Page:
The ministry at this point featured three affiliated bands and regular Bible studies. Many of us continued to attend local churches, but were quite convinced of our spiritual superiority. One reason for this is that Linda and Ernie had absorbed the teachings of some folks in Wisconsin, which put us uncomfortably in the "hetrodox" camp. Our doctrinal distinctives included nontrinitarianism and a belief in "Jesus Name" baptism via immersion. Some people might have lumped us in with with Oneness Pentecostals, but that wasn't quite accurate either. For one thing, while we denied the trinity, we never fully articulated how our position differed from trinitarianism, other than that Jesus was God in flesh and that God's proper name was "Jesus". The other differences were that we didn't believe that Jesus-name baptism was entirely necessary for salvation and we didn't believe that you had to speak in tongues as evidence of salvation. We also didn't hold to the "holiness" codes of dress and hair length espoused by most "oneness" people. But our peculiar baptism theology was enough to give us both a sense of self-rightiousness and persecution.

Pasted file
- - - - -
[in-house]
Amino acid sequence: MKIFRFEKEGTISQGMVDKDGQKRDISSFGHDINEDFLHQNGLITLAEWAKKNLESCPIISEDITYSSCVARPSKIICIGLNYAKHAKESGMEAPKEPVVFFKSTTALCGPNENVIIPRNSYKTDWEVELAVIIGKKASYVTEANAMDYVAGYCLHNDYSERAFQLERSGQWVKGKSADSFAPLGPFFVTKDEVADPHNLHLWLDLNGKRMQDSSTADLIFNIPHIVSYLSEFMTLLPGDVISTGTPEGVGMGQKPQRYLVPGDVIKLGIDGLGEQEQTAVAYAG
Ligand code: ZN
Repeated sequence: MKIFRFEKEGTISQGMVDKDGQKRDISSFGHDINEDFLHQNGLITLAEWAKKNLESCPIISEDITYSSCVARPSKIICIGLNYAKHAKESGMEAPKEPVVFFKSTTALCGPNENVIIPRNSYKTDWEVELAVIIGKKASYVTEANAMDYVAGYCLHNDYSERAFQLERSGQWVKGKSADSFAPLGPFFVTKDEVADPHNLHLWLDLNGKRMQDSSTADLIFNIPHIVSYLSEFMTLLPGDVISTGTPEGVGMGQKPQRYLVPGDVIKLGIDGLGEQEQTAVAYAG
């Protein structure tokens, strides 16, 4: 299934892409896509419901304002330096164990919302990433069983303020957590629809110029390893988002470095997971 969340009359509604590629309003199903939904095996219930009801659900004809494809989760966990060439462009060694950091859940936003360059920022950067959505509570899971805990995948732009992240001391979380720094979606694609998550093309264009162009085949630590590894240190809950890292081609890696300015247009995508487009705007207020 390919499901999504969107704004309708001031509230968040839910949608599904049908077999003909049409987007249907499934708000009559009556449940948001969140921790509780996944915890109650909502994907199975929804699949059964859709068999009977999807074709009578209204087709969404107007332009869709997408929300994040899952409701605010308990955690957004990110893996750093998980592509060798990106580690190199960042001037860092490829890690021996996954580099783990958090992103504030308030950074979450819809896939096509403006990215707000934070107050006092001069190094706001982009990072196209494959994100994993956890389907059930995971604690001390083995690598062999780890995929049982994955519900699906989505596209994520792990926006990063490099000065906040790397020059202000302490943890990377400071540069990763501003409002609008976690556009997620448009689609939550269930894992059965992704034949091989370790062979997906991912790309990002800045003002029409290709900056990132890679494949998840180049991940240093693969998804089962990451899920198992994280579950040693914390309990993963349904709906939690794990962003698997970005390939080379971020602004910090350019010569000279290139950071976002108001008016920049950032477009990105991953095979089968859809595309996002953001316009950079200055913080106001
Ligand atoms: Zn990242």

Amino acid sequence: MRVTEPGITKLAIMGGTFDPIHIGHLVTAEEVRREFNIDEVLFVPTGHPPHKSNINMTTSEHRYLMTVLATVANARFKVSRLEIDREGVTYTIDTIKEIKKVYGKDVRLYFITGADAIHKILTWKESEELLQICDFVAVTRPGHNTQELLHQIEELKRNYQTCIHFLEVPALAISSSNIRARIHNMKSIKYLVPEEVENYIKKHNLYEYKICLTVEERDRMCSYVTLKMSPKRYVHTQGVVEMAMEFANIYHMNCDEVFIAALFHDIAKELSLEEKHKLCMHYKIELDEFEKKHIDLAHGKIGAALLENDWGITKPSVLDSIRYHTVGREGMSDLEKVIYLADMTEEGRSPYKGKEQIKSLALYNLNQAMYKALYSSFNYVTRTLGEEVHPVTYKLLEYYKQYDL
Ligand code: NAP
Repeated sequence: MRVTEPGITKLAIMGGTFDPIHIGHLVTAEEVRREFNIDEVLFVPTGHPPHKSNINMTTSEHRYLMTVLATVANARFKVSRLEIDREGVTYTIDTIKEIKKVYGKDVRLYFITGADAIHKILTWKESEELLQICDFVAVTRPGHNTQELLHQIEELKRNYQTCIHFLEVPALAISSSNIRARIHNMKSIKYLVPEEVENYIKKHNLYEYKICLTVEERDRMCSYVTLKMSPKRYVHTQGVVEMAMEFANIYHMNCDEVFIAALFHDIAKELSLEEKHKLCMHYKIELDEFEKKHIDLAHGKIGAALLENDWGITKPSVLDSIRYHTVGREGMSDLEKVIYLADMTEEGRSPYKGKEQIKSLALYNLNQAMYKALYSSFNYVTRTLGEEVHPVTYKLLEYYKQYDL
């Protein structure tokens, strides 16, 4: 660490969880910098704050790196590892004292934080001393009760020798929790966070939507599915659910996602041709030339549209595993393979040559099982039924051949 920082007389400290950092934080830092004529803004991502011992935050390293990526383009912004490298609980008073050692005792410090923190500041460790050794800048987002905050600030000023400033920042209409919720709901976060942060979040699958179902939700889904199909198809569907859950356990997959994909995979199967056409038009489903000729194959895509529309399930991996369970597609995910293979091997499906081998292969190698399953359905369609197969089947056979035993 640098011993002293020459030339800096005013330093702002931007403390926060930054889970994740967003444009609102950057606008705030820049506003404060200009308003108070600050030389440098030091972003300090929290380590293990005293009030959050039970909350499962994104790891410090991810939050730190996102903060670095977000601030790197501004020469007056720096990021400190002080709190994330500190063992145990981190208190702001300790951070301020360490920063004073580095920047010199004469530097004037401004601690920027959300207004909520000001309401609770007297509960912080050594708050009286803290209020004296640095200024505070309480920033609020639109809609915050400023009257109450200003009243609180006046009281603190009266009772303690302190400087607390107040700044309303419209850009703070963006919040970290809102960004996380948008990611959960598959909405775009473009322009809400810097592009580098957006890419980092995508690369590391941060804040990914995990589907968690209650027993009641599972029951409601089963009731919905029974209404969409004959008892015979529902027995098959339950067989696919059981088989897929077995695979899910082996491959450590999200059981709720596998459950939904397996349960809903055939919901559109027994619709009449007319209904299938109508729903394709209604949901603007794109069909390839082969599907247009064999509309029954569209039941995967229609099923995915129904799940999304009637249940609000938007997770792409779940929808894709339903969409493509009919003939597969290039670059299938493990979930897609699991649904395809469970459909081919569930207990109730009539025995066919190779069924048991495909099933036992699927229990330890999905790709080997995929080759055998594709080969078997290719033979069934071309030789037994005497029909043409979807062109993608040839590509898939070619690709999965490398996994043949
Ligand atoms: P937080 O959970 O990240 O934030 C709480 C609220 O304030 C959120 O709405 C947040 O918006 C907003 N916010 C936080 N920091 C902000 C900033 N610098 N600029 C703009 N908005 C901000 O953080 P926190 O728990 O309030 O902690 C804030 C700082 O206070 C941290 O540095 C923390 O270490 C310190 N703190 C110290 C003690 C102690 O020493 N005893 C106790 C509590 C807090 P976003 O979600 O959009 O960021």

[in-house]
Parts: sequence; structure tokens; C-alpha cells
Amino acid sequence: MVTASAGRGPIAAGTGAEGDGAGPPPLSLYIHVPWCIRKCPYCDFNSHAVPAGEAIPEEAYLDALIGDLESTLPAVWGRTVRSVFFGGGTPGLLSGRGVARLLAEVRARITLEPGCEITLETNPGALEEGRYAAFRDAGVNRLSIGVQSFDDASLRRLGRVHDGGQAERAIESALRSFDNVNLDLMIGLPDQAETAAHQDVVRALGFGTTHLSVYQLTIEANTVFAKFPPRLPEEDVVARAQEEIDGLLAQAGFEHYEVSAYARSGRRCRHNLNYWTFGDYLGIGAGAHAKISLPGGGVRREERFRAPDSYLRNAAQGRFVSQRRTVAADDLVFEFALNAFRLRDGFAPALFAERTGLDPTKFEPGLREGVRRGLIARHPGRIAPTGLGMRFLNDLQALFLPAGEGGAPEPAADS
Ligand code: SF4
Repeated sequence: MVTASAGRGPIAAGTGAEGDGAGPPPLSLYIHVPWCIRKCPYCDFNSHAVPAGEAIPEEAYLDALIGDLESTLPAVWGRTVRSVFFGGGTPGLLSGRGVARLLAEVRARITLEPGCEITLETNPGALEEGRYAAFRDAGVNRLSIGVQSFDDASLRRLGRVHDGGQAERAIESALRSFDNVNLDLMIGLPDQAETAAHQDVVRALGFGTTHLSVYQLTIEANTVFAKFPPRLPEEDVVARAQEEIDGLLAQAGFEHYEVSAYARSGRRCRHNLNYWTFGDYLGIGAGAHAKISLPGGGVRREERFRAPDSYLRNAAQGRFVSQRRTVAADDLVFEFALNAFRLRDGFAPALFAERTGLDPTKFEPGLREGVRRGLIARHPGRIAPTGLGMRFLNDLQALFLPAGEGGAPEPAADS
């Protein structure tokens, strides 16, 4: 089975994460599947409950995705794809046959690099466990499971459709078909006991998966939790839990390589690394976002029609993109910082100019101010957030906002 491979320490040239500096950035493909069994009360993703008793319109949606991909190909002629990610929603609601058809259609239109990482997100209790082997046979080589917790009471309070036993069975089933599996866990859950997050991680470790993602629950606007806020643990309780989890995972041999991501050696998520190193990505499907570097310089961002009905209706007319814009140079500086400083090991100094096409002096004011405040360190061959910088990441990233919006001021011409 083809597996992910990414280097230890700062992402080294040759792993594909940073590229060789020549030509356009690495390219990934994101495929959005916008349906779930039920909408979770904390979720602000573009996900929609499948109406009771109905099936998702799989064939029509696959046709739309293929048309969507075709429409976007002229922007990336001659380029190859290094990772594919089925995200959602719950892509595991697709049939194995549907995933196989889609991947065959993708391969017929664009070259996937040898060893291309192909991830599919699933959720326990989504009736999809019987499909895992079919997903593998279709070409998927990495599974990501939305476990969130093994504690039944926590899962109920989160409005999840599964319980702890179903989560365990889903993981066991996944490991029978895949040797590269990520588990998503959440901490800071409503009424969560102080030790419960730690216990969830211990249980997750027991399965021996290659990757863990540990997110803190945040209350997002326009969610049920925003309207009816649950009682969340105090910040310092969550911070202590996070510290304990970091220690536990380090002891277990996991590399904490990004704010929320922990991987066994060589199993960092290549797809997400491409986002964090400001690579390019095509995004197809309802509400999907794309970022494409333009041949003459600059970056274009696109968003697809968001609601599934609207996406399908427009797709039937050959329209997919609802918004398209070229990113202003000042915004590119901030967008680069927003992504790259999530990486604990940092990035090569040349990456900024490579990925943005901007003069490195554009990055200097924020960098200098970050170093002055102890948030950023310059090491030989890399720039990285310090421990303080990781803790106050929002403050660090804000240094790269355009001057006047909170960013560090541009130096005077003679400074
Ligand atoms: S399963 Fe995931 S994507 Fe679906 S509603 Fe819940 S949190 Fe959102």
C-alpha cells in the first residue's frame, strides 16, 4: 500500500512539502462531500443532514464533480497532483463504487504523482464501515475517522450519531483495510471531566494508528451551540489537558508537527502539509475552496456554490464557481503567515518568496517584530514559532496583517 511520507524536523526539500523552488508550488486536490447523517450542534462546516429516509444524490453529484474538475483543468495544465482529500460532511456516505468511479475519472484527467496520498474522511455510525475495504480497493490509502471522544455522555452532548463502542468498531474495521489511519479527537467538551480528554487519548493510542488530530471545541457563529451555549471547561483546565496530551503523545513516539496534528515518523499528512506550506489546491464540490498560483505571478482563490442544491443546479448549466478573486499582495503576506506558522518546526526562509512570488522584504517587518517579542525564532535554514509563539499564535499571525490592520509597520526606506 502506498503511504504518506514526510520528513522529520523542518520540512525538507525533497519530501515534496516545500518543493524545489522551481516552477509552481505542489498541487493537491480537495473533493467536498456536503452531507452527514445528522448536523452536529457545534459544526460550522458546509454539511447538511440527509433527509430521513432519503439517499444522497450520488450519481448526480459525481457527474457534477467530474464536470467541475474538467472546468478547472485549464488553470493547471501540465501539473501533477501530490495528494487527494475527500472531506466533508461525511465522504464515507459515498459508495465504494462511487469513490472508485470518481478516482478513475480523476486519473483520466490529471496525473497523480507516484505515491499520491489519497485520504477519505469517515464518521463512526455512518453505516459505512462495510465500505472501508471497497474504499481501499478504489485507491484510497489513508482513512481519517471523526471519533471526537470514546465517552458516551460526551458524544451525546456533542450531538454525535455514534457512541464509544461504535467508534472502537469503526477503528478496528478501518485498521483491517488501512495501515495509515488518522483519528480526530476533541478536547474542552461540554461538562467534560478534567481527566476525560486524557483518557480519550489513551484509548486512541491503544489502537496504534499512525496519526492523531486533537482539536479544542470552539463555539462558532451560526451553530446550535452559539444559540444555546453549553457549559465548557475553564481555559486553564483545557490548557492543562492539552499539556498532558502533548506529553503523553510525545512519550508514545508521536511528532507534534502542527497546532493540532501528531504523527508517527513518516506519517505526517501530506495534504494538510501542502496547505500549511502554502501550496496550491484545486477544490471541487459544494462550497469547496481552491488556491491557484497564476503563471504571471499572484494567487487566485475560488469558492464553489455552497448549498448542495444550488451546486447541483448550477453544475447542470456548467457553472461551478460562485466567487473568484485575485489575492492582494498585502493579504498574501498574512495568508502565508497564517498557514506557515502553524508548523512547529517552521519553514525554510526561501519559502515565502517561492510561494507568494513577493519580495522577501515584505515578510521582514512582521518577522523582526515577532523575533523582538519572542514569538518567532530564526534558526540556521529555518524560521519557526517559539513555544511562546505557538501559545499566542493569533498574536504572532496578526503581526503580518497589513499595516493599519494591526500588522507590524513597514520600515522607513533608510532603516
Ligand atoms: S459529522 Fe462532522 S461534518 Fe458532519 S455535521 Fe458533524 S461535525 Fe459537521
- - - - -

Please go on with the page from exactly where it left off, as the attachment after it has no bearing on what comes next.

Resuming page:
Of such sentiments are fringe movements made.

Meanwhile my parents were becoming distressed. In fact, most everyone who still lived at home had distressed parents. Convinced that Linda and Ernie (in reality the most guileless human beings I have ever met) were out to brainwash us into a weird cult, my mother wrung her hands and peppered me with questions. My father was threatening to withhold tuition money lest I throw away a college education on "growing vegetables in the middle of O'Hare field" (I think he was confusing us with the Hare Krishnas.). But I was eighteen years old and was determined to exercise my first amendment rights. Others stood up to their parents manfully as well, and our general disrespect must have really furthered the cause of the gospel. (sarcasm mode on)

The merriment continued as one of our members actually moved in with Linda and Ernie in order to get the ball rolling on the communal living. "Bob" was one of the most zealous human beings that I have ever known, and was truly on fire for God. He had his own contracting business, and the sadly underemployed Ernie went to work for him. (Other members considered this to be our first "ministry business", though only two of us were actually employed by this venture.) Unfortunately, Linda and Ernie's landlord took a dim view of these proceedings, and evicted Linda, Ernie, Bob and the kids. This was ok, however, because a new chapter was about to open in our fledgling community.

To be continued. . .